How do we leave someone dear? How do we confront, absorb and accept situations that force us into the unknown? Liss Fain and her dancers explore these questions in the performance installation “Close the Door Slowly” onstage at Z Space.
Concerned with “how the alteration of a simple object can mark a transition into the surreal,” veteran choreographer Fain, who formed her company in 1988, employs familiar items “imbued with the lives of past inhabitants” in the piece; a desk, faded hardback books, an antique standing lamp, an old wooden chair and a stool figure prominently.
Translucent curtains in designer Matthew Antaky’s set suggest doorways and rooms of an old house. Stained glass windows and red crown molding suspended from the ceiling give the space an intimate sense of enclosure.
Oakland-based composer Jordan Glenn’s string-and-percussion score ranges from barely audible creaking noises to lyric melodies that support the dancers as they intertwine in dense formations, soar in unison or writhe in angry solos.
Projected images of wood, plaster and cursive handwriting further the sense of intimacy and nostalgia, while Mary Domenico’s simple white costumes allow the dancers to inhabit a variety of roles.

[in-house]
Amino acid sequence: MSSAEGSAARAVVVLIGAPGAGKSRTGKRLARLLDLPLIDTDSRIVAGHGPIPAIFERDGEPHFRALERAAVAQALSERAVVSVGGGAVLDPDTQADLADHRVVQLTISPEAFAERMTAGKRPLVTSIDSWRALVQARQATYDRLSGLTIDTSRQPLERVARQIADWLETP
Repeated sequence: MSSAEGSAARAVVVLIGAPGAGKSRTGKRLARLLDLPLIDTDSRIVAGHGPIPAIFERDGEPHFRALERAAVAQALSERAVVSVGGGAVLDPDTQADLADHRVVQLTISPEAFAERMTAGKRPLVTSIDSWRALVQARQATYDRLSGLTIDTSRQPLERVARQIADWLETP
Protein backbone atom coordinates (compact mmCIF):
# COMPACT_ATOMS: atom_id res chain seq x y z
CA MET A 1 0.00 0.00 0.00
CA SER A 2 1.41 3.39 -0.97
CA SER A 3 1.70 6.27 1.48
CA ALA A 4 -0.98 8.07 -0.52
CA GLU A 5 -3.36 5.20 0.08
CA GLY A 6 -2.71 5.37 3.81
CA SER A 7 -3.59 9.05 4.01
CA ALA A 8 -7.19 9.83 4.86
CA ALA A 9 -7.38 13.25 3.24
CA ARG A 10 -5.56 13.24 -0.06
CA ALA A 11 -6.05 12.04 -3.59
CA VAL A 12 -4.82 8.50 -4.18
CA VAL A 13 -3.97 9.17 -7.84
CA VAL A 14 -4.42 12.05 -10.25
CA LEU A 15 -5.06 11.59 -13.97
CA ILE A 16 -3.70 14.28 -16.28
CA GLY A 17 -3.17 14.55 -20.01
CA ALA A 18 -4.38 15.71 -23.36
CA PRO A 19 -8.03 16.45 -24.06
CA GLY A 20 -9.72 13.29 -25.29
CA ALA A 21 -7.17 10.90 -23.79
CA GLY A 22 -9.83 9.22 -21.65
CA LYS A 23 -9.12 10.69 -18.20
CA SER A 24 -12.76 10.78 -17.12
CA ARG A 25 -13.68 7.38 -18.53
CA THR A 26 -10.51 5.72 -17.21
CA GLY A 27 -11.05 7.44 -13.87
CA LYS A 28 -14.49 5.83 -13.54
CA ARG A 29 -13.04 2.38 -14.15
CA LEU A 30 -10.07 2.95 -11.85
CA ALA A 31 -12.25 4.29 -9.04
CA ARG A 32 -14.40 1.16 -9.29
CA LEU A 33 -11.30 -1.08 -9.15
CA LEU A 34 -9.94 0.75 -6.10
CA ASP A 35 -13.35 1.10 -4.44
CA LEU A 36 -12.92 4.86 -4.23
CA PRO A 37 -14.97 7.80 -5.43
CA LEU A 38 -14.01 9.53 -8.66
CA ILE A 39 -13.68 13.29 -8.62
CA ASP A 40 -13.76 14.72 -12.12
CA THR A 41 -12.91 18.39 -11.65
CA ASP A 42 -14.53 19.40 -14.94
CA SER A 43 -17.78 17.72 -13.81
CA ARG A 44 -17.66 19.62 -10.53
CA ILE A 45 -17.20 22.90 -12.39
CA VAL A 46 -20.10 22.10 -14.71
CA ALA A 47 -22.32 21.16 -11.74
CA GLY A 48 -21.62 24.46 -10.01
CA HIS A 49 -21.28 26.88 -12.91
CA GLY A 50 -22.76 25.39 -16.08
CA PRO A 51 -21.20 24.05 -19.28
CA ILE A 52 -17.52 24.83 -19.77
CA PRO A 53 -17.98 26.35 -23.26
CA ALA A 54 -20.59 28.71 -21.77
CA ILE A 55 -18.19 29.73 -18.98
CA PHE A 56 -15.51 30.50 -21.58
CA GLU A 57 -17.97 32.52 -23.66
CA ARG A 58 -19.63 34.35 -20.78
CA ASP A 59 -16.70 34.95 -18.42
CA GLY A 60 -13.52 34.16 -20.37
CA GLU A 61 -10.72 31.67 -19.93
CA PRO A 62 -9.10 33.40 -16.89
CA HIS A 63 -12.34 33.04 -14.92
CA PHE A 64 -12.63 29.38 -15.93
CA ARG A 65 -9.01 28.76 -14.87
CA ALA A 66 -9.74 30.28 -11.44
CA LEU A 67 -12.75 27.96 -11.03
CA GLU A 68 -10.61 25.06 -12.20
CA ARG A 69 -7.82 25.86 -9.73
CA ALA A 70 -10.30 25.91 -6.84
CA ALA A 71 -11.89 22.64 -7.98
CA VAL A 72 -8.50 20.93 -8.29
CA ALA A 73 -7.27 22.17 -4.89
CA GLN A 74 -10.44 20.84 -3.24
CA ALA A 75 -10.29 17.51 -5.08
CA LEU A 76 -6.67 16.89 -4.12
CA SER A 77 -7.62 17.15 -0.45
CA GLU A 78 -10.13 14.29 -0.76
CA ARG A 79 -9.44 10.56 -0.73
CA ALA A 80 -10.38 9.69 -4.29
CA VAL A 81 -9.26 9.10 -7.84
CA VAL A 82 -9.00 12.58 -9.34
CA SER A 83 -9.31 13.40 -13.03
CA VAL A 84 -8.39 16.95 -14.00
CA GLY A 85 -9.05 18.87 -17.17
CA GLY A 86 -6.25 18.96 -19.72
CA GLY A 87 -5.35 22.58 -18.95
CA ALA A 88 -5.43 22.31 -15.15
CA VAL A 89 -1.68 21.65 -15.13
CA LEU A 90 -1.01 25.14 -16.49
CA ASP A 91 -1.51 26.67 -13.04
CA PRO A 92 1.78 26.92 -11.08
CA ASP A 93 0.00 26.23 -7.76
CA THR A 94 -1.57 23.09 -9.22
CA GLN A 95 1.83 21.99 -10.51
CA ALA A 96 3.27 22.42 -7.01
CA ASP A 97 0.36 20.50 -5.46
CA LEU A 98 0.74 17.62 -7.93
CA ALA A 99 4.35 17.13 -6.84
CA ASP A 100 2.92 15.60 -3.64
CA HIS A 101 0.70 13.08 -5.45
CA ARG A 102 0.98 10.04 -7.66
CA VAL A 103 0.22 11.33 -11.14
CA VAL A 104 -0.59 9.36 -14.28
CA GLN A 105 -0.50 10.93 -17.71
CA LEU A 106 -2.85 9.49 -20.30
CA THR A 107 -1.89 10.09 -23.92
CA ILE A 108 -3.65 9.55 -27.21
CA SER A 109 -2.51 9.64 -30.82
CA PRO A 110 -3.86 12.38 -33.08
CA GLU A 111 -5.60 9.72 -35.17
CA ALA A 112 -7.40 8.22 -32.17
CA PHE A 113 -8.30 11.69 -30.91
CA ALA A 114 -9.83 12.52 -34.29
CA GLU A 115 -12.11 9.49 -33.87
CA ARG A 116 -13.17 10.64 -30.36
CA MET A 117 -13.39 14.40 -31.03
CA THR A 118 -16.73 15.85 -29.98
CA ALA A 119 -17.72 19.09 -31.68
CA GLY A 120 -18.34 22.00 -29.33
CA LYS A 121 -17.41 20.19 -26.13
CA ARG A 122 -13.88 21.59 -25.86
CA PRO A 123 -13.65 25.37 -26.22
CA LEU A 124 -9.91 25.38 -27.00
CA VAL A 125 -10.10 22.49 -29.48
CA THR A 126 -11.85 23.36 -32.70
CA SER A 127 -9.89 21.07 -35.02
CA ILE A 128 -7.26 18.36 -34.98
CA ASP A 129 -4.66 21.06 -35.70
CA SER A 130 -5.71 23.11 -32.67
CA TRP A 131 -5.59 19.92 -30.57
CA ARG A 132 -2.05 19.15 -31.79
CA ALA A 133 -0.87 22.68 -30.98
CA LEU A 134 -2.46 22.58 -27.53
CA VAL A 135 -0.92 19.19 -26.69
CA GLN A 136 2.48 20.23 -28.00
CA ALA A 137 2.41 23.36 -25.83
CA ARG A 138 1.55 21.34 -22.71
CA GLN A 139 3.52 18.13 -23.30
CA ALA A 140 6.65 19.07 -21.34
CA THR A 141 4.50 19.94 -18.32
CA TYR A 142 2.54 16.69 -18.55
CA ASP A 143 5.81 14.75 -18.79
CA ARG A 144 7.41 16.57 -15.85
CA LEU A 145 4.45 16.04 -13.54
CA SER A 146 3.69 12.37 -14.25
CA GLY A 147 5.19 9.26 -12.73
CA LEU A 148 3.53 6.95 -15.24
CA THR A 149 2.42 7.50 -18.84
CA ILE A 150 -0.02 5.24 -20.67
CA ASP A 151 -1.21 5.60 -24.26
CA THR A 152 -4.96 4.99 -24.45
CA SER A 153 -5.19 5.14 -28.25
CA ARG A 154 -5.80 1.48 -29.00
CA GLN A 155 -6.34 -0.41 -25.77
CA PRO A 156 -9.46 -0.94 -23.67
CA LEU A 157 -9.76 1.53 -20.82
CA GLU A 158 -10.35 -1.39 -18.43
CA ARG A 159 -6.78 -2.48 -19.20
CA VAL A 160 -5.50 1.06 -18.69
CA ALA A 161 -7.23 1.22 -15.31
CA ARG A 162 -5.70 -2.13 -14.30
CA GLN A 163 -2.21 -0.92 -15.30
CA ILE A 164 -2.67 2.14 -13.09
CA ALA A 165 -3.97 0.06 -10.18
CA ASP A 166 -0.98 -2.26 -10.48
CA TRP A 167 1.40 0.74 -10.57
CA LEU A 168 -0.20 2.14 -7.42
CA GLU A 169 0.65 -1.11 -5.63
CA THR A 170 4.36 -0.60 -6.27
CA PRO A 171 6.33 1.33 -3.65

Fain has said she created “Close the Door Slowly” in the wake of dealing with her husband’s diagnosis of early-onset Alzheimer’s disease nearly 10 years ago, and haunting indeed pervades the piece.
Anna Greenberg enters alone, and sits unmoving, like a ghost.
Slowly, she is joined by Keryn Breiterman-Loader, Sonja Dale, Sydney Franz, Megan Kurashige and Shannon Kurashige, who carry and drag the furniture and books, setting up what appears to be an office space.
The recognizable configuration, however, is not sustainable, and the dancers run wild, turning the desk on its side and hiding behind it, tumbling with the stool, piling the furniture together in incongruous combinations.
Occasionally, the dancers fling the stool across the floor, like angry spirits.
Impeccable technique and inventive partnering have long been trademarks of Liss Fain Dance. All six performers are strong; they support, lift and carry each other with consummate grace and skill.
In one moving segment, the dancers carry the lamp around the darkened set as though searching for something. They pick up the old books, flip through them, shake them, then put them down, disappointed at not finding anything useful.
The effort, seeking and struggle are ultimately rewarded with a kind of reconciliation: Franz and Megan Kurashige perform a duet of longing and resistance, then embrace and separate.
The furniture is once again arranged in its familiar pattern, although transposed to a different part of the set.
Franz sits at the desk calmly but with a sense of resignation. Then she gets up and deliberately walks away.
Liss Fain Dance
Where: Z Space, 470 Florida St., S.F.
When: 8 p.m. May 4, 2 p.m. May 5
Tickets: $18 to $35
Contact: (415) 626-0453, zspace.org